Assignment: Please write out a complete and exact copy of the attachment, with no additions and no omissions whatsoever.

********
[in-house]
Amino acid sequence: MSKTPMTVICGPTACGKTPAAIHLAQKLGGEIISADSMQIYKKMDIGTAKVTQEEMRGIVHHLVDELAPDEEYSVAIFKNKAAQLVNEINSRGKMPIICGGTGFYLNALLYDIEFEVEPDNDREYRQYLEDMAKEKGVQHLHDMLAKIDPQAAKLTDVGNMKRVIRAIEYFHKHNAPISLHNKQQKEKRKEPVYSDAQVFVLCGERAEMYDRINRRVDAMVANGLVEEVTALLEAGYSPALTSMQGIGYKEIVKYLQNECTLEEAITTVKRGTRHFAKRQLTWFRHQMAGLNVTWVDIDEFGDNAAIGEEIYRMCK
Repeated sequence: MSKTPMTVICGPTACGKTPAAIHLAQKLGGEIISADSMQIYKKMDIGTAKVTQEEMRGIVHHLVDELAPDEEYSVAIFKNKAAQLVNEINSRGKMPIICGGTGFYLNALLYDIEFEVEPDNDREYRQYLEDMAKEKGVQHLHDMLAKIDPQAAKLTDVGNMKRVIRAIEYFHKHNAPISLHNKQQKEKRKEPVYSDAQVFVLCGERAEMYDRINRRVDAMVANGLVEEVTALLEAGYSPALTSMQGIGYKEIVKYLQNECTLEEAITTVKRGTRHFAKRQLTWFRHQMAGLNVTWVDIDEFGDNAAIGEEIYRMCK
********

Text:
[in-house]
Amino acid sequence: MSKTPMTVICGPTACGKTPAAIHLAQKLGGEIISADSMQIYKKMDIGTAKVTQEEMRGIVHHLVDELAPDEEYSVAIFKNKAAQLVNEINSRGKMPIICGGTGFYLNALLYDIEFEVEPDNDREYRQYLEDMAKEKGVQHLHDMLAKIDPQAAKLTDVGNMKRVIRAIEYFHKHNAPISLHNKQQKEKRKEPVYSDAQVFVLCGERAEMYDRINRRVDAMVANGLVEEVTALLEAGYSPALTSMQGIGYKEIVKYLQNECTLEEAITTVKRGTRHFAKRQLTWFRHQMAGLNVTWVDIDEFGDNAAIGEEIYRMCK
Repeated sequence: MSKTPMTVICGPTACGKTPAAIHLAQKLGGEIISADSMQIYKKMDIGTAKVTQEEMRGIVHHLVDELAPDEEYSVAIFKNKAAQLVNEINSRGKMPIICGGTGFYLNALLYDIEFEVEPDNDREYRQYLEDMAKEKGVQHLHDMLAKIDPQAAKLTDVGNMKRVIRAIEYFHKHNAPISLHNKQQKEKRKEPVYSDAQVFVLCGERAEMYDRINRRVDAMVANGLVEEVTALLEAGYSPALTSMQGIGYKEIVKYLQNECTLEEAITTVKRGTRHFAKRQLTWFRHQMAGLNVTWVDIDEFGDNAAIGEEIYRMCK